If your company employs a field team to represent your brand at retail, you know how valuable it is to have someone make an impression on those stores in person. On the flip side, working out in the field away from the company's main office opens the team up to significant communication challenges.
Building a cohesive culture and keeping communication tight won't come naturally with a field team - it takes deliberate and proactive management. We asked Mike Volpe, CMO at Cybereason and veteran marketing executive, for his tips in improving communication across dispersed teams. In this post, we'll share his suggestions for creating synergy both between managers and reps, and between the field team itself.
Improving Communication Between Managers and Reps
1. Use Video Chat to Capture Context
Face-to-face opportunities are the building blocks of strong relationships between managers and their team. Unfortunately, these opportunities are few and far between with teams that do their work in the field. While texting and emailing can be convenient, try to also mix in video chats. "Seeing" each other face to face introduces context and nonverbal cues that are lost over text, and can help improve understanding and clarify meaning on both ends of the line.
2. Share Information Via The Cloud
In the field, reps need a procedure and a tool with which to report information back to their managers. Using an intuitive mobile app is key, because ease of use is essential to getting buy-in from reps. Beyond that, managers should also look for tools that automatically sync data collected in the field with a back office system so managers won't have to wait on reports form their reps. Ultimately, communication can only be as strong as the tools your team has on hand.
3. Set Clear Expectations
Define specific goals and objectives for your reps to help them focus on a unified standard. Implement both personal and team expectations, and be sure to write them down - it’ll help keep both you and your reps accountable. Keep these goals where reps can see them and revisit them.
Pro Tip: Regularly review, update, and monitor the progress and success of these standards in one-on-one meetings, where you can tell reps exactly what you want to achieve, and help them develop a plan for success.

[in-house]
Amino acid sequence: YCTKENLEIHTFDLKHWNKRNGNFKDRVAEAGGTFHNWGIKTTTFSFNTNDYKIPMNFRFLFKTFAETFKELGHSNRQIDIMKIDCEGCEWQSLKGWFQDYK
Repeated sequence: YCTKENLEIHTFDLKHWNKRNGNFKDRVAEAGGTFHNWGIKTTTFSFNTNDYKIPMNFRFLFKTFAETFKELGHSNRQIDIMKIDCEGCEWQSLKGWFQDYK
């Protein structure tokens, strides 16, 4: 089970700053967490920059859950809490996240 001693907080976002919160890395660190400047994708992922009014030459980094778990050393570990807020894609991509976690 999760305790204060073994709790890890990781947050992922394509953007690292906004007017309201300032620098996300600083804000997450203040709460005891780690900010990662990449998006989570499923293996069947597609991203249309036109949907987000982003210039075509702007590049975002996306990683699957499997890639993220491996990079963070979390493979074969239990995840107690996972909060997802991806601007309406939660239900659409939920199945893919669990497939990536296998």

4. Take Time to Get to Know Your Reps
Reps aren’t always comfortable reaching out to their supervisors and relaying important information. Establishing a relationship of trust and openness will help reps feel comfortable asking questions, voicing concerns, and making suggestions. This will improve the flow of information and status updates from the field.
Building Camaraderie Among Reps in The Field
5. Get The Team Together
Even with reps geographically dispersed, carving out time for everyone to meet and interact is the first step to building strong relationships within the team. Whether it be quarterly meetings, reuniting after a company milestone, or monthly luncheons, schedule regular get-togethers so your reps can meet one another in person.
This will give employees time to build relationships with their peers and absorb the company culture. Setting aside special time to promote camaraderie will ultimately reflect the company image and philosophy while instilling a sense of union among reps that they can use as the basis for strong communication across digital channels.
6. Facilitate Collaboration
Because the work reps do in the field is so independent, it’s up to managers to facilitate collaboration and encourage reps to work together. Volpe recommends setting up team-based competitions based on some of your typical KPIs, pairing reps together to hit certain goals - and hopefully stimulate some friendly banter in the process.
7. Encourage Casual Communication
Introducing informality humanizes what can be an otherwise digital and rigid discussion. Quick messages praising team members’ successes and check-ins just to say “hey” are a few ways to maintain relationships across virtual platforms.
Pro Tip: Create peer learning groups where reps can communicate casually with one another about the challenges they face and the strategies they use to overcome them. While it might be tempting to overformalize this process at first, try taking a back seat and letting reps develop mentor/mentee relationships with themselves after your initial encouragement - casual communication is more likely to develop without a manager's oversight, and will likely lead to more candid (and ultimately helpful) conversations.
Gabrielle is a Content Marketing Journalist at Repsly with an enthusiasm for creativity and innovation. While pursuing her passion for writing, she is studying economics and philosophy at Boston College. She spends her free time exploring Boston in search of the best cup of coffee and cannoli.